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Lonsdale73

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Since I cannot find a reliable joiner to hang some doors for me I am going to try tackling the job myself. Looking at the office door behind me I notice there is a gap between door and frame and it's not the same all the way round. I have some questions, first being is the reveal on the hinge side determined by the hinge itself? Should it be the same all or is that just aesthetics? It's actually a pair of doors to replace the up-n-over one on my garage-cum-workshop so where they meet should the reveal be the same or twice as much? Or is it not the simple at all?
 

That would work

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Yes in theory at least. If both leaves of the hinge are set flush... one in the door the other in the frame then the joint (gap) would ideally be whatever is left from the overall thickness of the hinge (leaves when closed paralell to each other)There could be more variables though depending on the hinge, but the above is the basic idea. AND assuming you are talking about butt hinges.
 

ColeyS1

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If its internal doors a 3mm gap on each side and top will be fine.

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AndyT

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If you use a powered router to set the hinges, the gap is effectively limited by the design of the hinge.
But with a chisel you can set one or both leaves at an angle so that the pin is further out into space, beyond the edge of the frame or door. This gives you more scope to vary the gap.
 

Lonsdale73

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AndyT":yx7sjzaa said:
If you use a powered router to set the hinges, the gap is effectively limited by the design of the hinge.
But with a chisel you can set one or both leaves at an angle so that the pin is further out into space, beyond the edge of the frame or door. This gives you more scope to vary the gap.
Without wanting to sound snide or snotty, genuine question, why would I want to do that?

Which reminds me: in his videoseries Ron Fox uses a bearing guided router bit to create a hinge jig for routing with a guide bush. If you have a bearing guided cutter, why would you need to use a guide bush?
 

Setch

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Short answer; to make the reveal even on the opposite side, or prevent binding. It can also adjust for uneveness in the hinges, which aren't always exactly the same.

That said, I recently experimented with bending the knuckles on hinges using an adjustable spanner to tweak the reveal on some steel doors with non-adjustable hinges, and it worked a treat. I'll be using the technique again for sure.

Re: guided cutters vs guide bushings, it's a price thing. With a guide bush you can use cheap generic cutters rather than expensive beating guided ones, and if you do a lot of this work, the price difference will be worth considering.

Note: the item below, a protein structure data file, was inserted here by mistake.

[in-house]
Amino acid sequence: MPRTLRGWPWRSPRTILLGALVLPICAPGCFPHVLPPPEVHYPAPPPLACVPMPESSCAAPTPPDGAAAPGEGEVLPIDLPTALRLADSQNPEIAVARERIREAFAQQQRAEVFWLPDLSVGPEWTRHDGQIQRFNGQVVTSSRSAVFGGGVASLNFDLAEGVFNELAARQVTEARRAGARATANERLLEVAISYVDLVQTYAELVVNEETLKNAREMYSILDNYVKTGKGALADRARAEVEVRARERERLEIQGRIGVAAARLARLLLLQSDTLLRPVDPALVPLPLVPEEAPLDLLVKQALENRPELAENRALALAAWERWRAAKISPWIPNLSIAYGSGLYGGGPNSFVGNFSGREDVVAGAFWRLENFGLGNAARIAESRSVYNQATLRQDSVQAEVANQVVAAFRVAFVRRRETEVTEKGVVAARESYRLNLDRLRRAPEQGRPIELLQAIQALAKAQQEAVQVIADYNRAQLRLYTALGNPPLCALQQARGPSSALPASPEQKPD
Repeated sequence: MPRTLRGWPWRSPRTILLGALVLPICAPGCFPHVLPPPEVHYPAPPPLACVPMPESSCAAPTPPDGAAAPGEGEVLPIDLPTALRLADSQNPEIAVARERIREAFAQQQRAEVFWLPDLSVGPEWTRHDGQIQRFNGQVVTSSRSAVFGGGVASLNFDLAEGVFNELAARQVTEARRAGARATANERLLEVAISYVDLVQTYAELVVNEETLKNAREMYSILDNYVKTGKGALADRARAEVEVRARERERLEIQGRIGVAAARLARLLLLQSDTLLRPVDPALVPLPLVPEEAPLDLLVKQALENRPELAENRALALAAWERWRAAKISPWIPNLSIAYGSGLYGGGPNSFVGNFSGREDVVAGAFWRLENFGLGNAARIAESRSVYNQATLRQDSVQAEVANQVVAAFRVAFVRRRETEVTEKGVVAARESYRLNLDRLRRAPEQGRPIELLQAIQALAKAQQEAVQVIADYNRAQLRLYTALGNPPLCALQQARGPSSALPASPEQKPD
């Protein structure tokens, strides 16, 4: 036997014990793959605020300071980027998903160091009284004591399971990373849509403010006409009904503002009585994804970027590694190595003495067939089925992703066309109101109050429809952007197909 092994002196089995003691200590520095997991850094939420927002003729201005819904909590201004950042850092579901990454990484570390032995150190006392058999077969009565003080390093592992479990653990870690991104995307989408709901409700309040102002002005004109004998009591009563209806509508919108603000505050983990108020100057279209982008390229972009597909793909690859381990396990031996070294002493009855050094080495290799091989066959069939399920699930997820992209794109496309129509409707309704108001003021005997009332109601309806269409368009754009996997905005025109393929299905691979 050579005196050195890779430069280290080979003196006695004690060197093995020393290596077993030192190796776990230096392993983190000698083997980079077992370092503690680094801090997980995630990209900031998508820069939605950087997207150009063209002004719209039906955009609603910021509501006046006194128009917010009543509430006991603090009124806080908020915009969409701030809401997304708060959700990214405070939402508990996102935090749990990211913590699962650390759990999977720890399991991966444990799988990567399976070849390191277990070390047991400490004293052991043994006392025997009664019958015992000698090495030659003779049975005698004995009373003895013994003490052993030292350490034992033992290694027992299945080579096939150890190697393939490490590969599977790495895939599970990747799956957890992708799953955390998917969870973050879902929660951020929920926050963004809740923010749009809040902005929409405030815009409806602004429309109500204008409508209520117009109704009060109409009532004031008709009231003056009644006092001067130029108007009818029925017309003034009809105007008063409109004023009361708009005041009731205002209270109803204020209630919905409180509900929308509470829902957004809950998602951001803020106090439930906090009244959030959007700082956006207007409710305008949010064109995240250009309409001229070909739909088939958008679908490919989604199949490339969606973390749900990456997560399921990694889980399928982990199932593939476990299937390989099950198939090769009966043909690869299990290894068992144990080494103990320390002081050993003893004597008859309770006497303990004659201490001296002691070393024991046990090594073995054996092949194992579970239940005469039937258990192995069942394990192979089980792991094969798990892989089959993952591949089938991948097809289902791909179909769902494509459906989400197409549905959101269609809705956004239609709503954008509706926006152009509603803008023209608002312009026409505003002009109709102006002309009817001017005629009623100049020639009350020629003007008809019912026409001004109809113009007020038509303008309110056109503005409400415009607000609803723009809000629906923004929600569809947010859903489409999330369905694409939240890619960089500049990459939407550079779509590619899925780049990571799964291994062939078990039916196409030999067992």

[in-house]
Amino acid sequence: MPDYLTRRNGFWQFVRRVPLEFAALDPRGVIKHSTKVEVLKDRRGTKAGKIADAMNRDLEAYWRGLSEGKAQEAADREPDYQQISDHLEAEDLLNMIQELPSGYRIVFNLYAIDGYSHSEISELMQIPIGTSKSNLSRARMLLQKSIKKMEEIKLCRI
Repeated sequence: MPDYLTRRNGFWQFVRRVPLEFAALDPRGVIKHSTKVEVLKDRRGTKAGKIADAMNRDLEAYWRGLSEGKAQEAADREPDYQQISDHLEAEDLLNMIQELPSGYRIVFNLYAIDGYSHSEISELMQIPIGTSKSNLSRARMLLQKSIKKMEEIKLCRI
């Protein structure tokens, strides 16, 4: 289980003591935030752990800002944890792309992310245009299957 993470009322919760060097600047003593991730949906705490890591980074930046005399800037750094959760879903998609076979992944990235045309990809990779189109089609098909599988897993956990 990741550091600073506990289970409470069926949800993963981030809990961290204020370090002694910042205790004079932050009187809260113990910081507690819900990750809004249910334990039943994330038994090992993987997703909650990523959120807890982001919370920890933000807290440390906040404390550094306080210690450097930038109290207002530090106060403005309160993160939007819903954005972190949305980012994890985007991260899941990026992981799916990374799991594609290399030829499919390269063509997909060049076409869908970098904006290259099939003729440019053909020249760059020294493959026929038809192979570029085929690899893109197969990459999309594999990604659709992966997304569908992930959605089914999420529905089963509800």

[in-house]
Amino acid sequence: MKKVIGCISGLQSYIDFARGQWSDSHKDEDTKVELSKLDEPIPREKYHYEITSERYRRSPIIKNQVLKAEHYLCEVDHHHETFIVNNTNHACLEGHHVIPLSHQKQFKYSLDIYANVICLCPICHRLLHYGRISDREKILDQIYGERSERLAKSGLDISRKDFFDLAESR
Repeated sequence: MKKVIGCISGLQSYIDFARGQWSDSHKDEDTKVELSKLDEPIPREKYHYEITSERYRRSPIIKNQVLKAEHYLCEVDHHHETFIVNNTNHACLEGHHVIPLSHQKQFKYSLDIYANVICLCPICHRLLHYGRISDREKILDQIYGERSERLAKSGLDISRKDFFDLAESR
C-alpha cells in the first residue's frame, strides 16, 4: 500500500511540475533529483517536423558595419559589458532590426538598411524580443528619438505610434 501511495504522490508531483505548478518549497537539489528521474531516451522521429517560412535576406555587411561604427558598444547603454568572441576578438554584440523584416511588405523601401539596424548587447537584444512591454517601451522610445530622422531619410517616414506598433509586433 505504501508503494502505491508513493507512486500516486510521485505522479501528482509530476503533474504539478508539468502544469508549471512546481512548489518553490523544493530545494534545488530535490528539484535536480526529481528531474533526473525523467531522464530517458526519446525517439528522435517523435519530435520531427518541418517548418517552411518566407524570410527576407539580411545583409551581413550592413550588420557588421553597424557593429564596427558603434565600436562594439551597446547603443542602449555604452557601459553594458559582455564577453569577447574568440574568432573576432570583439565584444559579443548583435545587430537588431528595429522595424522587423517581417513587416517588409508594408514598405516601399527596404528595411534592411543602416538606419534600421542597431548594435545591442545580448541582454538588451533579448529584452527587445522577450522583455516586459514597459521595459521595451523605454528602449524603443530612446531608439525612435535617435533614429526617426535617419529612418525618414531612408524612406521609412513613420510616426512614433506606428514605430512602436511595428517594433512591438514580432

AndyT

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Like Setch said, to even things up. It would be fiddly though - I might do it on a cabinet door but just live with the unevenness on a room door.
But you asked if the gap was determined by the hinge and although it generally is, this is one way it need not be.
 

Stigmorgan

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Just a note to think of as nobody seems to have mentioned it, the gap around the door will also be determined by how "square" the door frame is, I recently replaced 6 doors at school, all but one look perfectly even around the door but one has almost double the gap at one bottom corner because the frame is not square, nothing I can do now but live with it as the frames are all metal.
 

Lons

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Are you fitting a new frame as well or using the existing that your up'n'over door is fitted to?

I suspect that it's unlikely the existing frame is perfectly plumb, level or straight so you're going to have some adjustments to make to doors and / or frame, it's not difficult just a bit fiddly especially on your own with large heavy doors. The good thing is the frame won't have a rebate so you can plant on stops for a good fit afterwards.

If fitting a new frame as well what I've done in the past is pre-fit the doors to frame in the workshop or on the ground outside, remove them then fit the frame to the brickwork one side only getting that side perfectly plumb just wedge the other side, fit the door to the fixed side then level the frame and fix the other side. If you then fit the second door you should be fine but still possible to tweak the frame by removing or inserting packing between frame and wall.

Sometimes if the reveal is a long way out I would fit the second door before the loose side of the frame is fixed and just wedge and pack securely, carefully open that door and fix properly.

Sounds complicated but it isn't! Probably just the way I've tried to explain. :lol:

PS. Before you start check the diagonals across the door frame as it's quite possible the floor isn't square to the frame and you need to take that into account or you'll be trimming the door bottoms.

EDIT:
Stig posted while I was typing #-o
 

Phil Pascoe

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ColeyS1":3tt9s4qd said:
If its internal doors a 3mm gap on each side and top will be fine.

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Interesting thought ........... I've not seen an up and over door used indoors. :lol:
 

Doug71

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In the old days the gap around a door was meant to be the same as the thickness of a penny (a penny gap), these days you are talking the thickness of a pound coin (inflation?).
 
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